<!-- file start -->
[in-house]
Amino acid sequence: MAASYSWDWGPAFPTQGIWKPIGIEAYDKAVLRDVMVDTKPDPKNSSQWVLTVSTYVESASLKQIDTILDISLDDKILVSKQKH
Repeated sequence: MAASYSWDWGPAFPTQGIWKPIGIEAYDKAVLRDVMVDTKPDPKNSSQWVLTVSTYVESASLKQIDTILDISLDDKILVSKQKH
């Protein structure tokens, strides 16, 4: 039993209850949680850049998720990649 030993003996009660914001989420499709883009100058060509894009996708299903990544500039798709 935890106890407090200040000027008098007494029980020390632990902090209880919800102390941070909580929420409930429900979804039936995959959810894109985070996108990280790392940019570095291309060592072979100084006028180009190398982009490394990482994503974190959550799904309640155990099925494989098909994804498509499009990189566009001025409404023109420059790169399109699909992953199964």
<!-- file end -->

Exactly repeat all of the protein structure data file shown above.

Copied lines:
[in-house]
Amino acid sequence: MAASYSWDWGPAFPTQGIWKPIGIEAYDKAVLRDVMVDTKPDPKNSSQWVLTVSTYVESASLKQIDTILDISLDDKILVSKQKH
Repeated sequence: MAASYSWDWGPAFPTQGIWKPIGIEAYDKAVLRDVMVDTKPDPKNSSQWVLTVSTYVESASLKQIDTILDISLDDKILVSKQKH
């Protein structure tokens, strides 16, 4: 039993209850949680850049998720990649 030993003996009660914001989420499709883009100058060509894009996708299903990544500039798709 935890106890407090200040000027008098007494029980020390632990902090209880919800102390941070909580929420409930429900979804039936995959959810894109985070996108990280790392940019570095291309060592072979100084006028180009190398982009490394990482994503974190959550799904309640155990099925494989098909994804498509499009990189566009001025409404023109420059790169399109699909992953199964």